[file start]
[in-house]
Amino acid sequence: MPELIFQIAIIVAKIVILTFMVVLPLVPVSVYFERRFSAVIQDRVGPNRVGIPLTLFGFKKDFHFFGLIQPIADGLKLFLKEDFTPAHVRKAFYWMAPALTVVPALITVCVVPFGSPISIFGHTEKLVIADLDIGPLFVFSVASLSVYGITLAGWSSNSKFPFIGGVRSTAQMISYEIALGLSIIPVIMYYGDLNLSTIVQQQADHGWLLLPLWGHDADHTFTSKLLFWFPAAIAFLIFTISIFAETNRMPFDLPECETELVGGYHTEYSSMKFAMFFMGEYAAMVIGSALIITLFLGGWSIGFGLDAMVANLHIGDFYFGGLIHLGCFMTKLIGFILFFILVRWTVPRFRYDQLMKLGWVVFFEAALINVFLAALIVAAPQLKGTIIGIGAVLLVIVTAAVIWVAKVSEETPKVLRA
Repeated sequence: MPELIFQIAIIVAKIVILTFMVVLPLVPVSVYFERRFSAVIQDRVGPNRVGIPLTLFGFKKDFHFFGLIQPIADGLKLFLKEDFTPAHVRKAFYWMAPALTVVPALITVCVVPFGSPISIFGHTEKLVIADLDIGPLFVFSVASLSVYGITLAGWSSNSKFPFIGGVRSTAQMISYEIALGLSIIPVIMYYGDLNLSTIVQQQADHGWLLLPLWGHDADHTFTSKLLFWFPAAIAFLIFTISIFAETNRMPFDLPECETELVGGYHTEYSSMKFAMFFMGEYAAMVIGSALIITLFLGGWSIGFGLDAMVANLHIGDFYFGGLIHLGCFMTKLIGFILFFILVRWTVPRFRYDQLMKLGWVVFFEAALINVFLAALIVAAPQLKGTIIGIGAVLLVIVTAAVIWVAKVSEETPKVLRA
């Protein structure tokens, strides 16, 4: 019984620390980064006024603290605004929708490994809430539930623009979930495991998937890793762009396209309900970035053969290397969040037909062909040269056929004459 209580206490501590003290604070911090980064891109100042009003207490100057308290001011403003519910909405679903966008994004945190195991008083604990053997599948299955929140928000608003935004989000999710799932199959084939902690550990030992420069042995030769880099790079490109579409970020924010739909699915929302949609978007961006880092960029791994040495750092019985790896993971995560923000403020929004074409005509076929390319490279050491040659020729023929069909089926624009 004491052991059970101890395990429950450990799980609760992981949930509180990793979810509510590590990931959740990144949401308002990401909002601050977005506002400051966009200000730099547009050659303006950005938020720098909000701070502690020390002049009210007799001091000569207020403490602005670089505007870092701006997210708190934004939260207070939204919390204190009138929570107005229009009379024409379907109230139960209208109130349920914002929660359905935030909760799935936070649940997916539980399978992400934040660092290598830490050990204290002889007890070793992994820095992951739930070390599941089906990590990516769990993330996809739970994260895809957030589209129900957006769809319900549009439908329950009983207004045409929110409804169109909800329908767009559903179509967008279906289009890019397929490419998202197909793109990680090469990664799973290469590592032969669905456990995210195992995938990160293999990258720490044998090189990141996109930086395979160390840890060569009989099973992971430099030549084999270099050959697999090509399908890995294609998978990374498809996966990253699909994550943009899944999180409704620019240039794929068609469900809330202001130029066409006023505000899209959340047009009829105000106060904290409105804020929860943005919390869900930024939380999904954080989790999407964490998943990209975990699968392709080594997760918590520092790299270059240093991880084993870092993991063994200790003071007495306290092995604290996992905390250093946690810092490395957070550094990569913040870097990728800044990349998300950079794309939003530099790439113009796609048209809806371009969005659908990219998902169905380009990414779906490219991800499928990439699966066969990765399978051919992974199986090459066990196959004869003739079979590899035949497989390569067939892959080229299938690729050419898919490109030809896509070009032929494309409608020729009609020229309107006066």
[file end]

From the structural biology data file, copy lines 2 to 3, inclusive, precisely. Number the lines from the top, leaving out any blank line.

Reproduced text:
Amino acid sequence: MPELIFQIAIIVAKIVILTFMVVLPLVPVSVYFERRFSAVIQDRVGPNRVGIPLTLFGFKKDFHFFGLIQPIADGLKLFLKEDFTPAHVRKAFYWMAPALTVVPALITVCVVPFGSPISIFGHTEKLVIADLDIGPLFVFSVASLSVYGITLAGWSSNSKFPFIGGVRSTAQMISYEIALGLSIIPVIMYYGDLNLSTIVQQQADHGWLLLPLWGHDADHTFTSKLLFWFPAAIAFLIFTISIFAETNRMPFDLPECETELVGGYHTEYSSMKFAMFFMGEYAAMVIGSALIITLFLGGWSIGFGLDAMVANLHIGDFYFGGLIHLGCFMTKLIGFILFFILVRWTVPRFRYDQLMKLGWVVFFEAALINVFLAALIVAAPQLKGTIIGIGAVLLVIVTAAVIWVAKVSEETPKVLRA
Repeated sequence: MPELIFQIAIIVAKIVILTFMVVLPLVPVSVYFERRFSAVIQDRVGPNRVGIPLTLFGFKKDFHFFGLIQPIADGLKLFLKEDFTPAHVRKAFYWMAPALTVVPALITVCVVPFGSPISIFGHTEKLVIADLDIGPLFVFSVASLSVYGITLAGWSSNSKFPFIGGVRSTAQMISYEIALGLSIIPVIMYYGDLNLSTIVQQQADHGWLLLPLWGHDADHTFTSKLLFWFPAAIAFLIFTISIFAETNRMPFDLPECETELVGGYHTEYSSMKFAMFFMGEYAAMVIGSALIITLFLGGWSIGFGLDAMVANLHIGDFYFGGLIHLGCFMTKLIGFILFFILVRWTVPRFRYDQLMKLGWVVFFEAALINVFLAALIVAAPQLKGTIIGIGAVLLVIVTAAVIWVAKVSEETPKVLRA